Taking Flight, 2020. Stainless steel, corten steel
. 12′ h x 7.5′ w x 3.5 d’
Working for a better year ahead
No one alive today has ever seen a crisis like this pandemic. Many small businesses, including my studio and all my projects, have come to a screeching halt. It’s like the unimaginable plot of a Twilight Zone episode.
I have been sheltering at home in lockdown mode and avoiding all outside contact since last April. It’s a wartime mentality with no end in sight, save the new vaccinations that are just becoming available.
My refuge is the sanctity of my studio. Aside from that, because of covid, I’m forced into living life through a flat computer screen. It’s made me realize our visual reality is like an interface with a more contextual computer screen and one step closer to living in a simulation.
My art practice over the last year has changed in that I spend much more time on the computer in the design and proposal phase of projects. I have been concentrating on planning and management of production, relying on outside fabricators more as well. My work is proceeding at a slow deliberate pace as the quarantine has taught me the virtue of patience.
The lack of physical contact over the past year of isolation has made me value my electronic contact with friends and collaborators greatly. I never miss the chance to thank people and tell them how much I appreciate them, in an effort to foster an atmosphere of caring and kindness during this difficult time.
I’m hoping for better days in 2021, and I’ll keep working in spite of the hurdles. I’ll continue to try and create new ideas that inspire wonder and spread joy. We’re all in this together.
– Don Gialanella, Sculptor
Taking Flight was commissioned by the City of Oldsmar FL. The sculpture incorporates sweeping stainless steel wings and a huge array of Oldsmobile transmission parts as an homage to Ransom Olds, the founder of Oldsmar. The most engaging feature of the sculpture is its interactivity.
. . .
The pandemic in 2020 changed the way I communicate with the public. I have now learned to communicate with my customers virtually through Zoom meetings, webinars, social media and text messaging rather than in person.
I made business connections, gained new customers, acquired contracts, did interviews and group lectures without having to leave my home.
. . .
The pandemic slowed my business down… but it didn’t stop it. I plan on continuing using these platforms of communication and others in 2021 and even after the pandemic is over.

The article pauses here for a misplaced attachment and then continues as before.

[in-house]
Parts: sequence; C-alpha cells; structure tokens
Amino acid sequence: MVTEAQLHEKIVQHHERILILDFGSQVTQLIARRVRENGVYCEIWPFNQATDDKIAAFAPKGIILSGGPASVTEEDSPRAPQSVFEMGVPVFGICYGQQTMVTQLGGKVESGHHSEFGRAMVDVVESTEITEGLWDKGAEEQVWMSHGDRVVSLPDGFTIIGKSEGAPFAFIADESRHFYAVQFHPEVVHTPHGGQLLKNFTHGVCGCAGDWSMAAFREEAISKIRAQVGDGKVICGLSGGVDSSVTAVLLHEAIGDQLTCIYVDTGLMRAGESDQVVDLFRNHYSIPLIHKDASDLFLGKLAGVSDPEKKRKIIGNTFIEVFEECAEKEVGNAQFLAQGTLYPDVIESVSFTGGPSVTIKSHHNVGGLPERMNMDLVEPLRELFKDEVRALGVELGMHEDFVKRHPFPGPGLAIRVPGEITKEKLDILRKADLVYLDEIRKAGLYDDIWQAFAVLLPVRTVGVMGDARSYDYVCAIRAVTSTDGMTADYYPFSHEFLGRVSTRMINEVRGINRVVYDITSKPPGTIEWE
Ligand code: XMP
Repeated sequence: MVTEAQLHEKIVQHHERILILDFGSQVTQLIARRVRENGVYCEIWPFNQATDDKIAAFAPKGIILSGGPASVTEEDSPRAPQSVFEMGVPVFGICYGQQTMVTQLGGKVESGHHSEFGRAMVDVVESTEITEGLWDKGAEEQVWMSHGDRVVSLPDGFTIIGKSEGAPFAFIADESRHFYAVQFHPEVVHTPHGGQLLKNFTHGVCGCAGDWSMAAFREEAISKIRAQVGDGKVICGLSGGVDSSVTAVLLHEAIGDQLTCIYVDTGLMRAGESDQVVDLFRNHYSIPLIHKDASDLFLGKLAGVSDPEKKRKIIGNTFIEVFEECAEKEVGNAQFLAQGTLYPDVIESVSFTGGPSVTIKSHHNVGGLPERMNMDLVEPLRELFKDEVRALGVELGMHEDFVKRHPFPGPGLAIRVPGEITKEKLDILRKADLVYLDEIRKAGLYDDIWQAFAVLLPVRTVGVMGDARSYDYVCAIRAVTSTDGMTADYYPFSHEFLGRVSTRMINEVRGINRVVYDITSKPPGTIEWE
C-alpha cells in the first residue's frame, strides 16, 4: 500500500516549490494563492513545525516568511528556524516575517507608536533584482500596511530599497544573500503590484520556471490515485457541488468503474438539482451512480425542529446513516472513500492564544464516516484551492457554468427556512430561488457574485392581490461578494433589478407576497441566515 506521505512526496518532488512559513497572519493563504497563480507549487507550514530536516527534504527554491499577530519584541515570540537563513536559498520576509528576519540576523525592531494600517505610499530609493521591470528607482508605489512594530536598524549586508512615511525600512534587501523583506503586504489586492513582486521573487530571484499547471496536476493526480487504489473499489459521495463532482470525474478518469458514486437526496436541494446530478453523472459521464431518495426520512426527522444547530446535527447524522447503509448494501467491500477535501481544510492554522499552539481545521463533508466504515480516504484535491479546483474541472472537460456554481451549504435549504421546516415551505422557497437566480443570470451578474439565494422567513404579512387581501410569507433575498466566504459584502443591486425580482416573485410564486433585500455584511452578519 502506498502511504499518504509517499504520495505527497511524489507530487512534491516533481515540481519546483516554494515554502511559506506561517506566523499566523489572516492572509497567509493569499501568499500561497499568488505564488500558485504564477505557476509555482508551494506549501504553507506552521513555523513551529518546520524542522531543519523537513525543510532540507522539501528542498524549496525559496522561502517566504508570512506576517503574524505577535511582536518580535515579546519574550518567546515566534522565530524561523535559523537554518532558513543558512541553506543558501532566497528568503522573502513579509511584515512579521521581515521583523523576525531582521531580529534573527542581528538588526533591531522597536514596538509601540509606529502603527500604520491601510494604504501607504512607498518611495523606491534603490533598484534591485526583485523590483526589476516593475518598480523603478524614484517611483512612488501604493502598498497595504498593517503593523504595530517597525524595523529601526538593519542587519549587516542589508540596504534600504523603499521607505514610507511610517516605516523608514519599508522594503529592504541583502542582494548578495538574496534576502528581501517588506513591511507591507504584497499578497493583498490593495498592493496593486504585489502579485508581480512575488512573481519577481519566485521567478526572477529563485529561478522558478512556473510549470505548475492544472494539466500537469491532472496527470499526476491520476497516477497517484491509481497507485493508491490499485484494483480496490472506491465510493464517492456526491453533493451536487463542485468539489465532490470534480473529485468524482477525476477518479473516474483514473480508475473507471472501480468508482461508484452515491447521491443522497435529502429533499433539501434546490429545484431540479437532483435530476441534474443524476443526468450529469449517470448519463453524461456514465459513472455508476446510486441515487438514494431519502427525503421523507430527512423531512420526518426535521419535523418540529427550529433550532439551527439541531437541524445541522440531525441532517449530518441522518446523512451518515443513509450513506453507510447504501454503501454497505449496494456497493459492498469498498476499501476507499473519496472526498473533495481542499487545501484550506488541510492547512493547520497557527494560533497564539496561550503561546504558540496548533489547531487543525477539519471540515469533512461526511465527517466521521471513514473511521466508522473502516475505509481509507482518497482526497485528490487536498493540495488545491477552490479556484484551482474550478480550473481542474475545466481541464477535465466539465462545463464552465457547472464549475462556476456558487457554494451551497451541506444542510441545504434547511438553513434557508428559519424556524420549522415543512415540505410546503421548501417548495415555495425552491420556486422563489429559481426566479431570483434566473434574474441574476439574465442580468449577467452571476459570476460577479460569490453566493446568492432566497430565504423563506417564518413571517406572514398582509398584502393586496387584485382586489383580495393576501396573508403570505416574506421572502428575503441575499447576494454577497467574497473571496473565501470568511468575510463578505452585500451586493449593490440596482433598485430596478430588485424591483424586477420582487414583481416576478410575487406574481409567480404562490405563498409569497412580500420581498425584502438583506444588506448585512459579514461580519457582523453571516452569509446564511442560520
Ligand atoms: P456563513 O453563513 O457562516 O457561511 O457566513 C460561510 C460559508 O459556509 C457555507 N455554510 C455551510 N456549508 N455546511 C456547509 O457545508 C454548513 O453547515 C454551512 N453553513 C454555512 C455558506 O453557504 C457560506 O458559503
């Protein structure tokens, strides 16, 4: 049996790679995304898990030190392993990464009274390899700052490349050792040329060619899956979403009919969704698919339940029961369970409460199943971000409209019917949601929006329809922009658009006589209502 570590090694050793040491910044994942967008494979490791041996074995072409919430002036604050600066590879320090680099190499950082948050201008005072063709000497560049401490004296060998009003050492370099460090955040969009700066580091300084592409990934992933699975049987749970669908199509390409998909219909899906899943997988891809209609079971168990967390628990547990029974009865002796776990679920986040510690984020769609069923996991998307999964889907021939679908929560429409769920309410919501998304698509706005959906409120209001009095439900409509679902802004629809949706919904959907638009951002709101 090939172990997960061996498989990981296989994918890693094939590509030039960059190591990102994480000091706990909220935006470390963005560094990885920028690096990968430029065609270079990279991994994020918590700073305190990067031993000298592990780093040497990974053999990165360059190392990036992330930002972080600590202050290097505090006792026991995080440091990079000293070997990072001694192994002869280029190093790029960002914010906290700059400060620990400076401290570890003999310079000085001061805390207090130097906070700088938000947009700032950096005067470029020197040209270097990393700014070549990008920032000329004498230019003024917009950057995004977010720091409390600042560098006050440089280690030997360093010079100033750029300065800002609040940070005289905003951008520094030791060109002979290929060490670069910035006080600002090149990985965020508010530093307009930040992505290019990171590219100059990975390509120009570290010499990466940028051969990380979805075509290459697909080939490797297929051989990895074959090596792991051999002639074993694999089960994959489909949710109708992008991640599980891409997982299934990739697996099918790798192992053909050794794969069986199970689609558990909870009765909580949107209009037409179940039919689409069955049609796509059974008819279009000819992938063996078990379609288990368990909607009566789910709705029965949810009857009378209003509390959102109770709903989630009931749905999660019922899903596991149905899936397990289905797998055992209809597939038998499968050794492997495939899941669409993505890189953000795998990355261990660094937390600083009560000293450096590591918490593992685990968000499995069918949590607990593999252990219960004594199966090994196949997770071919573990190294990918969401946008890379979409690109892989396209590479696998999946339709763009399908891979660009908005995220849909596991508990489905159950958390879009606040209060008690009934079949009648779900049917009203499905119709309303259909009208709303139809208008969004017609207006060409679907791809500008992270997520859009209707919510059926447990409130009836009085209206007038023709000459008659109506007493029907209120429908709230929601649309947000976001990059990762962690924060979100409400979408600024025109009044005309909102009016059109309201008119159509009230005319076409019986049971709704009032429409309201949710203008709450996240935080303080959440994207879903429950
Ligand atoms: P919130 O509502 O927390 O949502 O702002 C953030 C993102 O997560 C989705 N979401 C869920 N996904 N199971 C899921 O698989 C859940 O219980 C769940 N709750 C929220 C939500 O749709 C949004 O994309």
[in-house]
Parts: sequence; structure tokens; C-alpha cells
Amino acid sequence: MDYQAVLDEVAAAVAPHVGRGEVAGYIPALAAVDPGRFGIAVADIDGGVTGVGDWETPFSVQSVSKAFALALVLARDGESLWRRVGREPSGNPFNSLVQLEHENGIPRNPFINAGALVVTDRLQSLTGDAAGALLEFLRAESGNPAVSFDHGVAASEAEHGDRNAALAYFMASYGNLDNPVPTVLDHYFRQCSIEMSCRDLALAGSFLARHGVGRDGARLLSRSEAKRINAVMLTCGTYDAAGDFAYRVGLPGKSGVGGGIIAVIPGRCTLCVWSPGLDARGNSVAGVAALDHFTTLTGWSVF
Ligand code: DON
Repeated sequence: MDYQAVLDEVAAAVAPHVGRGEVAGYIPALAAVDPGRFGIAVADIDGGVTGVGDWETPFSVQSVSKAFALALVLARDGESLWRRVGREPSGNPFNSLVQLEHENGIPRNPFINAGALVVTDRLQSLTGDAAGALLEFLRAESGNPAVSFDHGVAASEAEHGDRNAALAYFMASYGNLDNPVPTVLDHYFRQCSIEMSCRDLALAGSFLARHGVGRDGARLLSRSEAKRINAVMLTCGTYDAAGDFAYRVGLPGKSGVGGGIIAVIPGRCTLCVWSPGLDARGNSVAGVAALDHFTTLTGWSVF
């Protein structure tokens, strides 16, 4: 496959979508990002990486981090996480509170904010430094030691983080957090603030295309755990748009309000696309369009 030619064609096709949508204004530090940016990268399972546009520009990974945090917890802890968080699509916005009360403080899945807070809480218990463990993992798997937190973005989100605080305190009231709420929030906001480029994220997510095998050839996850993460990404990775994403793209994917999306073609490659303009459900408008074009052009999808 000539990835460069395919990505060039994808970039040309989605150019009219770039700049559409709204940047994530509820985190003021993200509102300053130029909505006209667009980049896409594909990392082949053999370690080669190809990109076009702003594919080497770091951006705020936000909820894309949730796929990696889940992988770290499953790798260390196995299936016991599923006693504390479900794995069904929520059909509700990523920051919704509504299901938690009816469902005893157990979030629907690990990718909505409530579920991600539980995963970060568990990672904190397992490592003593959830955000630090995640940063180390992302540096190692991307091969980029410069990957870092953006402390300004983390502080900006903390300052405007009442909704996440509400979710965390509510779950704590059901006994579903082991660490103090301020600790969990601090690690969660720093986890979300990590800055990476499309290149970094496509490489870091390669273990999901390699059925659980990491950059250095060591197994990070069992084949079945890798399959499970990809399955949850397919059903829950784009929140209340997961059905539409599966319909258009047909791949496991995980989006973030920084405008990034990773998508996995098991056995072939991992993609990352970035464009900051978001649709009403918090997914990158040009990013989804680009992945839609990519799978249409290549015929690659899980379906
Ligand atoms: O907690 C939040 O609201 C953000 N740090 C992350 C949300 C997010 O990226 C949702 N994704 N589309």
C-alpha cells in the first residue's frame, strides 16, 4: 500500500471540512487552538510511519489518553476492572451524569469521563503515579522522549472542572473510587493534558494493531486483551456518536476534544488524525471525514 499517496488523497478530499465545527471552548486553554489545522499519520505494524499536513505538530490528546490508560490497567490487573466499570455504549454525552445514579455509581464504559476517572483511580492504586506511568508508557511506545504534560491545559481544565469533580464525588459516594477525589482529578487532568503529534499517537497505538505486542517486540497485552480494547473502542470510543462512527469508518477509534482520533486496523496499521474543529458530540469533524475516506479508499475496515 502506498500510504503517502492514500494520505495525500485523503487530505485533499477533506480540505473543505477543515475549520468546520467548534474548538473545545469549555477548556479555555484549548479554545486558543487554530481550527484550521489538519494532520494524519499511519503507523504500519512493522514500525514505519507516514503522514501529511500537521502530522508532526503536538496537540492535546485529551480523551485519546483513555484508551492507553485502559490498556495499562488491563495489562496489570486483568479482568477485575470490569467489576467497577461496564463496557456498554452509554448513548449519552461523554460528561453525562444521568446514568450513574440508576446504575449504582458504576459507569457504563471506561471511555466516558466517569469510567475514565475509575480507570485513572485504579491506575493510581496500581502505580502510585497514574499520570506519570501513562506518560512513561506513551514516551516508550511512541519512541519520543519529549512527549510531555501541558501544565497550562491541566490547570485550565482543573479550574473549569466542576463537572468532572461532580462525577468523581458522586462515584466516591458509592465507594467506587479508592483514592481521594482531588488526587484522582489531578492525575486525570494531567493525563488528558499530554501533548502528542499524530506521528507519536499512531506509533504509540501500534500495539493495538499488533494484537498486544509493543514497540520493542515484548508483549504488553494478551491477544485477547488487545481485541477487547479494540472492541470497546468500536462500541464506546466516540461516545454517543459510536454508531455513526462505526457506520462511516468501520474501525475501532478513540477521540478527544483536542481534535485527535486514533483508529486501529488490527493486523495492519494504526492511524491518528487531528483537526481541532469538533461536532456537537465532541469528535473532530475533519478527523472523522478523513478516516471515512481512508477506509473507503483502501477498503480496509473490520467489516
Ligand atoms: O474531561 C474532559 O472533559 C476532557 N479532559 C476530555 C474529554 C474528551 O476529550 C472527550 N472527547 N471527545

– Catherine Weaver, Visual Artist and Gallery Owner
Foundation for a Healthy St.Petersburg
Though it took some time and a lot of work, I had started to see progress to my goal of becoming a full time artist. In March, I was hosting a pop up show curated by Kristi Capone in my studio, called Stitcherotica. I had just hosted Valentween 2020 at ArtLofts. I had won my first grant from the St. Petersburg Arts Alliance and had also taken the arts business course that they offered. It was all looking up…
And then, on March 13, 2020, ArtLofts closed its doors to the public due to Covid 19. Downtown St. Petersburg was deserted due to curfews. ArtWalks, shows and events stopped. The pop up show that was supposed to be featured for one month was trapped in my studio for three.
I studied how to better represent myself via Etsy and updated my long-neglected shop. I revamped my website. I applied for the artist assistance grant and was awarded $500 to keep my studio going during the time of no sales. Show after show was cancelled, and attempts to sell art were few and far between.
For a time, I thought about giving up, but my heart knew I did not want to do this. I truly love the arts and everything that is involved in it. I have invested over 20 years of my life in the local art scene. One pandemic was not going to take this away from me.
Read the Full Story Here
– Brandy Stark, Visual Artist and Educator
Work during the nine months of Covid-19 “shut-in” was two fold.
In my studio, oppression was the prevalent feeling. I felt a force relentlessly pressing down on me. This resulted in no clarity of my creative field that I so readily had access to. I did attempt to start a work that reflected this mood. The color is black. The vision was and still is vague. I am still feeling my way through this work. This picture is of the formless beginnings of this work.
It is odd for me not to have clarity at this stage of the project. But accepting this state of affairs is exactly how this work is at this moment.
On the other hand, I had works installed in two shows. One titled White Falls: TIA at the Tampa International Airport that will run until February 2021.
WhiteFalls at the Tampa International Airport
The other titled, Branches a 4-paneled tapestry that was installed at the Creative Pinellas Annual Exhibition in Largo. This work is to be shown until the end of January 2021.